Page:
For continuity of operation, a construction organization needs a supply of new projects to build. After a company has been in existence for a long time and built up a reputation, new business may come to it with less effort. But most companies must work hard at obtaining new jobs. Furthermore, work that happens to come in may not be of a type that the organization prefers. To find that type requires serious, skillful efforts.
To be successful, a contracting company should have a person specifically assigned to attract new business. This person might be the proprietor of the construction company. In large firms, a complex organization with sales and public relations personnel, backed up by engineers and cost estimators, is used. The organization should be geared to follow up on all possible sources of new business.
Public Works. The following sources for leads to new jobs and submitting proposals can be used for public work bids:
Dodge Bulletin, or other construction industry newsletters.
ENR—‘‘Pulse’’ and ‘‘Official Proposals’’ sections.
Bid invitations, as a result of requests to be placed on bid-invitation mailing lists of various government agencies.
Newspaper and trade-paper announcements and articles.
Official publications of government agencies that contain advertisements of contracts to be bid.
Private Contracts. All the sources for public works.
Contacts with and letters to architects and designers.
Contacts with and letters to owners and facilities personnel.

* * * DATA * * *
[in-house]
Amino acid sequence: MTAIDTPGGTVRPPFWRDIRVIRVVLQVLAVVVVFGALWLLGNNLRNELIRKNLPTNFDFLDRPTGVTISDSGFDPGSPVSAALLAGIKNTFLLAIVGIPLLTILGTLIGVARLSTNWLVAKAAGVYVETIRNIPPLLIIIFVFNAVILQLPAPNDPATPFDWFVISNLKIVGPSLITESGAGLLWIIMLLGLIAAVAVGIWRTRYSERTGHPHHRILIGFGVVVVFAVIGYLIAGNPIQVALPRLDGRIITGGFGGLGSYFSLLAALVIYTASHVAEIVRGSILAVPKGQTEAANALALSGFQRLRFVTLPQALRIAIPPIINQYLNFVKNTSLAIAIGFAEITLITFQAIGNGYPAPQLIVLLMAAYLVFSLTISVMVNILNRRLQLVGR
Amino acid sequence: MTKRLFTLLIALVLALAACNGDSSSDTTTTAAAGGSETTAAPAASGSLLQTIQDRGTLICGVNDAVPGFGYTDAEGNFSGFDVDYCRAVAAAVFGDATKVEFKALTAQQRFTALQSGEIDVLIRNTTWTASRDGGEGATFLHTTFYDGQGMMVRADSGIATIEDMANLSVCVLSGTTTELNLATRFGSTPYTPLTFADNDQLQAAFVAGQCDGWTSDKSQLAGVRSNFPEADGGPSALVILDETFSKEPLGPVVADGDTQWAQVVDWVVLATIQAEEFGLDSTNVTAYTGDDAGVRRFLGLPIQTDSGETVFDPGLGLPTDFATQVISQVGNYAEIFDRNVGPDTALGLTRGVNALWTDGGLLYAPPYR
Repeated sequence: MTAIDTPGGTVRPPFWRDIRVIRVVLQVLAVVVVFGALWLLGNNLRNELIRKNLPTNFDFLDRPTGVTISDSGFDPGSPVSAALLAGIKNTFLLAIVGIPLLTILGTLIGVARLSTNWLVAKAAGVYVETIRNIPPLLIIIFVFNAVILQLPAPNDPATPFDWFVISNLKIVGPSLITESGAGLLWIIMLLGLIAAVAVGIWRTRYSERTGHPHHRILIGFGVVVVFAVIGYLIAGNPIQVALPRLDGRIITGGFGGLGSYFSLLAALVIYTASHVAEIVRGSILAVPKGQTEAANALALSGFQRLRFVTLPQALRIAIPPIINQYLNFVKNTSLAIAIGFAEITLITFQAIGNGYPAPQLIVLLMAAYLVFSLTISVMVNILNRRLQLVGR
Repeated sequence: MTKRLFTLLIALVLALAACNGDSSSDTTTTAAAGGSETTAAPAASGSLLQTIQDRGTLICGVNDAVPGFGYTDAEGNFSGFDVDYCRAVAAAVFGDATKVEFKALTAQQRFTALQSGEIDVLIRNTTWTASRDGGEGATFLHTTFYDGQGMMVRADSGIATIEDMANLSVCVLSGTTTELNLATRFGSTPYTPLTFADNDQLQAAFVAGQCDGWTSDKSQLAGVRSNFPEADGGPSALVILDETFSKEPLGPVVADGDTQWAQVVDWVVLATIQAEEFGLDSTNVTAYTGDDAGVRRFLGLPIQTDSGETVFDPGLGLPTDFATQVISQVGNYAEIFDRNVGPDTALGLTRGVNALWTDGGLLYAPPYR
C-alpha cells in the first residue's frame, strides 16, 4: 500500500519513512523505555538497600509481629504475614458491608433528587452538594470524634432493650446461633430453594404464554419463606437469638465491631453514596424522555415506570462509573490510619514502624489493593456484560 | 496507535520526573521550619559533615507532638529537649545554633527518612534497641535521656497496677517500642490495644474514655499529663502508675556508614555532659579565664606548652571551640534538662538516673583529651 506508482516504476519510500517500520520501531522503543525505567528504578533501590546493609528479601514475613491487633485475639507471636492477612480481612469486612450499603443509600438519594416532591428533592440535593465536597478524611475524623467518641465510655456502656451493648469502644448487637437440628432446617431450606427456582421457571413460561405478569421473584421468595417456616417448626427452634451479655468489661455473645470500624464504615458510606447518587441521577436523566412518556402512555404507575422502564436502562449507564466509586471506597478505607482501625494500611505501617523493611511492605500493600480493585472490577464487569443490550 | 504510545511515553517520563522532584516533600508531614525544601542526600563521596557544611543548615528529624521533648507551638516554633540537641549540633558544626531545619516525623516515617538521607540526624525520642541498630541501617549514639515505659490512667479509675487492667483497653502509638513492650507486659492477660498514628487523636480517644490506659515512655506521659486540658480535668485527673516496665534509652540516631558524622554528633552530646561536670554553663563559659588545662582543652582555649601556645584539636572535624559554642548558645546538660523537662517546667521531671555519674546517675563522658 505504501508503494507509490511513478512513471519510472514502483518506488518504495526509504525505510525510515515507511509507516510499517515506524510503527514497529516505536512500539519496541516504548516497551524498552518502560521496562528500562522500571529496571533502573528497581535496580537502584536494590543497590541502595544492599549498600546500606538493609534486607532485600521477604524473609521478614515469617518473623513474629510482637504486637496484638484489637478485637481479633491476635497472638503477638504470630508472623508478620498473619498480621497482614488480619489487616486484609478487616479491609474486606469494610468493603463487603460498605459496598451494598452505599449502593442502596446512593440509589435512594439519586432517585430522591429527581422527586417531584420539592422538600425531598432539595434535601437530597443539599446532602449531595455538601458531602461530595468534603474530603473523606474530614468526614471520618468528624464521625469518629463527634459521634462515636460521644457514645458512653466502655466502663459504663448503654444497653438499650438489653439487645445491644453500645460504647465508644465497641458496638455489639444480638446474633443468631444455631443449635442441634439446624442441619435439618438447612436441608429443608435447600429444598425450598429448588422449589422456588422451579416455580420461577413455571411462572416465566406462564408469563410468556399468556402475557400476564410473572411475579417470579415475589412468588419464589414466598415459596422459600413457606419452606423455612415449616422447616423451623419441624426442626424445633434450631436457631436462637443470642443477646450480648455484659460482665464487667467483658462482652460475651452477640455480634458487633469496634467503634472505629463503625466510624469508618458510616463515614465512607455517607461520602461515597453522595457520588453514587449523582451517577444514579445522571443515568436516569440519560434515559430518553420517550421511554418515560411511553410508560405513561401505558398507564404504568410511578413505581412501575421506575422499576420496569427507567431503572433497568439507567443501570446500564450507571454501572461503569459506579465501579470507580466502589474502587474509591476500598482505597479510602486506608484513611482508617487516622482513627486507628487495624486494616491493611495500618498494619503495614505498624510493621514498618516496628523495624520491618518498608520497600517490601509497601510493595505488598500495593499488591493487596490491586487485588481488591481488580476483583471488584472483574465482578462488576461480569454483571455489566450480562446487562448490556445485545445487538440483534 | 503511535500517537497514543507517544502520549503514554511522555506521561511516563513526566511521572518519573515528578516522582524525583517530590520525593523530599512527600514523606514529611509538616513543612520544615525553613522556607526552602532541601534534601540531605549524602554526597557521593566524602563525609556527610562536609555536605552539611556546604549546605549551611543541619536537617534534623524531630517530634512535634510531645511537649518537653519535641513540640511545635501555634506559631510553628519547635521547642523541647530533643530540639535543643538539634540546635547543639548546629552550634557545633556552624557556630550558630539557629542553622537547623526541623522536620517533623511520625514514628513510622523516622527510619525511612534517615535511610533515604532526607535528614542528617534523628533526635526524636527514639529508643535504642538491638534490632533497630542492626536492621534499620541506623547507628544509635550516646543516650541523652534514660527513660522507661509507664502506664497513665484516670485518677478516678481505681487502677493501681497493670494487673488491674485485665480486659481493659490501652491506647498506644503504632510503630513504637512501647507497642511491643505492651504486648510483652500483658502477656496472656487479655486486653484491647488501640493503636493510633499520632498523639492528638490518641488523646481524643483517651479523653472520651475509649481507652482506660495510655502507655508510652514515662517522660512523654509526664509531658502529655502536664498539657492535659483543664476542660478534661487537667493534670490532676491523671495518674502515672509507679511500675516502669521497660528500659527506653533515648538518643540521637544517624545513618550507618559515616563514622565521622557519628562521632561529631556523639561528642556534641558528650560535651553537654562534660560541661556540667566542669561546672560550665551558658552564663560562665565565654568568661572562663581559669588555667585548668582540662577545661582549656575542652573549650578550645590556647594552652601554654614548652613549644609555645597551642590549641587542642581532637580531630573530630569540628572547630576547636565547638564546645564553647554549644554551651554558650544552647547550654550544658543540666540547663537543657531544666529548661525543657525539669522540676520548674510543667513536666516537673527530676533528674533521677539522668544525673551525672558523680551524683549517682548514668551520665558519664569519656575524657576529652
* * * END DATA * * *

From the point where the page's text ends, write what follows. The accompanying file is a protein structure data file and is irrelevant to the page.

Sponsorship. Applying for sponsorship of any of the following:
Government-encouraged housing programs.
Purchase of land, with financing of building construction to be provided by various government programs.
Construction and rental of apartment buildings.
Construction and rental of commercial and office facilities.
Construction and leasing of government buildings.
Professional Construction Manager
Applications to city and state agencies or large corporations awarding this type of contract.
All the sources for obtaining private contracts.
Applications to city, state, and federal agencies who are awarding this type of contract.
All resources for obtaining private contracts as well as government contracts.
Uses of Dodge Bulletin. From a typical Dodge Bulletin (McGraw-Hill Information Systems Company, New York), a subscriber to this daily information bulletin can gain the following information:
Contracts for which general contract and prime bids for mechanical and electrical work, etc., are being requested. A contractor interested in any of these types of work can obtain the plans and specifications from owners or designers, whose names and addresses are given, and submit a bid.
For contracts awarded, lists of names of contractors and amounts of contracts.
Subcontractors or material suppliers who are interested in working for the contractors can communicate with those who have received the awards.
Lists of jobs being planned and estimates of job costs. Contractors and subcontractors who are interested in jobs in those locations and the sizes indicated can communicate directly with the owner.
Additional information that may be obtained from the Dodge Bulletin includes lists of subcontractors and suppliers being employed by general contractors on other jobs that are already under way, and tabulation of the low bidders on jobs bid and publicly opened.